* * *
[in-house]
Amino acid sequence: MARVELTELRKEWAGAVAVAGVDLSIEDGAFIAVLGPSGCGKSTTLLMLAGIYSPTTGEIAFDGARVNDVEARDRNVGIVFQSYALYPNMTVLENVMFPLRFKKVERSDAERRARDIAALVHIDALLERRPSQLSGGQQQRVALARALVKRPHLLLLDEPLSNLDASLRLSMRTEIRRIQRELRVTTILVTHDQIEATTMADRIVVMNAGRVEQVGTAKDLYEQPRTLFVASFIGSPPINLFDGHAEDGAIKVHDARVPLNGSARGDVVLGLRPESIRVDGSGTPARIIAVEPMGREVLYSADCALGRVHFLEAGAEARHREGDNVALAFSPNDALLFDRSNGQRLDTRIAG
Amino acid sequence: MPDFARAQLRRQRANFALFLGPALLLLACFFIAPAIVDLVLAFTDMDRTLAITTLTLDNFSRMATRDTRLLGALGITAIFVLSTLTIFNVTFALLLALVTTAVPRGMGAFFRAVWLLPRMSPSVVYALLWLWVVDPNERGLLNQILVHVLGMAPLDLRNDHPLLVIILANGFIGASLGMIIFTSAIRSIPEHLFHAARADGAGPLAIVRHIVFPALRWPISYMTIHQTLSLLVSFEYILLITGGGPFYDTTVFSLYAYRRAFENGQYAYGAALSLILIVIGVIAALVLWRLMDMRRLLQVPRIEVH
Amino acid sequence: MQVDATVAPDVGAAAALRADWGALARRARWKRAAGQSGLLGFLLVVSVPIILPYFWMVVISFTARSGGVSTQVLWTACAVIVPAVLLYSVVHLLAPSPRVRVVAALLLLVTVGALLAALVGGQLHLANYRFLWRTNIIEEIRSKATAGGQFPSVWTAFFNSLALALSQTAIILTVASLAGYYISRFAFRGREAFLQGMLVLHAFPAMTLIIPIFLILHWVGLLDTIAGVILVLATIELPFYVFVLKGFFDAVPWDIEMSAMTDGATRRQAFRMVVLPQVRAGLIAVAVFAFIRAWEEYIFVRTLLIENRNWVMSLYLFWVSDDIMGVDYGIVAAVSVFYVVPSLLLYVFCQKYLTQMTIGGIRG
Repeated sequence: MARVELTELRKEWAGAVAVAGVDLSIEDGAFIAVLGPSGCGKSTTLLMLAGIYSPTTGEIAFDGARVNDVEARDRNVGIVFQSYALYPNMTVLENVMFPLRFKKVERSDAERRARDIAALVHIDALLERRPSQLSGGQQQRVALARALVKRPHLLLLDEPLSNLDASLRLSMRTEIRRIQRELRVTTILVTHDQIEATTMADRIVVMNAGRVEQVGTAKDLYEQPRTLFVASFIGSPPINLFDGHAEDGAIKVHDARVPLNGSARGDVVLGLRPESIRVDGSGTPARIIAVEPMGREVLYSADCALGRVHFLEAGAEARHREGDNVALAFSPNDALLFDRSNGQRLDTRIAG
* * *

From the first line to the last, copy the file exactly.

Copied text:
[in-house]
Amino acid sequence: MARVELTELRKEWAGAVAVAGVDLSIEDGAFIAVLGPSGCGKSTTLLMLAGIYSPTTGEIAFDGARVNDVEARDRNVGIVFQSYALYPNMTVLENVMFPLRFKKVERSDAERRARDIAALVHIDALLERRPSQLSGGQQQRVALARALVKRPHLLLLDEPLSNLDASLRLSMRTEIRRIQRELRVTTILVTHDQIEATTMADRIVVMNAGRVEQVGTAKDLYEQPRTLFVASFIGSPPINLFDGHAEDGAIKVHDARVPLNGSARGDVVLGLRPESIRVDGSGTPARIIAVEPMGREVLYSADCALGRVHFLEAGAEARHREGDNVALAFSPNDALLFDRSNGQRLDTRIAG
Amino acid sequence: MPDFARAQLRRQRANFALFLGPALLLLACFFIAPAIVDLVLAFTDMDRTLAITTLTLDNFSRMATRDTRLLGALGITAIFVLSTLTIFNVTFALLLALVTTAVPRGMGAFFRAVWLLPRMSPSVVYALLWLWVVDPNERGLLNQILVHVLGMAPLDLRNDHPLLVIILANGFIGASLGMIIFTSAIRSIPEHLFHAARADGAGPLAIVRHIVFPALRWPISYMTIHQTLSLLVSFEYILLITGGGPFYDTTVFSLYAYRRAFENGQYAYGAALSLILIVIGVIAALVLWRLMDMRRLLQVPRIEVH
Amino acid sequence: MQVDATVAPDVGAAAALRADWGALARRARWKRAAGQSGLLGFLLVVSVPIILPYFWMVVISFTARSGGVSTQVLWTACAVIVPAVLLYSVVHLLAPSPRVRVVAALLLLVTVGALLAALVGGQLHLANYRFLWRTNIIEEIRSKATAGGQFPSVWTAFFNSLALALSQTAIILTVASLAGYYISRFAFRGREAFLQGMLVLHAFPAMTLIIPIFLILHWVGLLDTIAGVILVLATIELPFYVFVLKGFFDAVPWDIEMSAMTDGATRRQAFRMVVLPQVRAGLIAVAVFAFIRAWEEYIFVRTLLIENRNWVMSLYLFWVSDDIMGVDYGIVAAVSVFYVVPSLLLYVFCQKYLTQMTIGGIRG
Repeated sequence: MARVELTELRKEWAGAVAVAGVDLSIEDGAFIAVLGPSGCGKSTTLLMLAGIYSPTTGEIAFDGARVNDVEARDRNVGIVFQSYALYPNMTVLENVMFPLRFKKVERSDAERRARDIAALVHIDALLERRPSQLSGGQQQRVALARALVKRPHLLLLDEPLSNLDASLRLSMRTEIRRIQRELRVTTILVTHDQIEATTMADRIVVMNAGRVEQVGTAKDLYEQPRTLFVASFIGSPPINLFDGHAEDGAIKVHDARVPLNGSARGDVVLGLRPESIRVDGSGTPARIIAVEPMGREVLYSADCALGRVHFLEAGAEARHREGDNVALAFSPNDALLFDRSNGQRLDTRIAG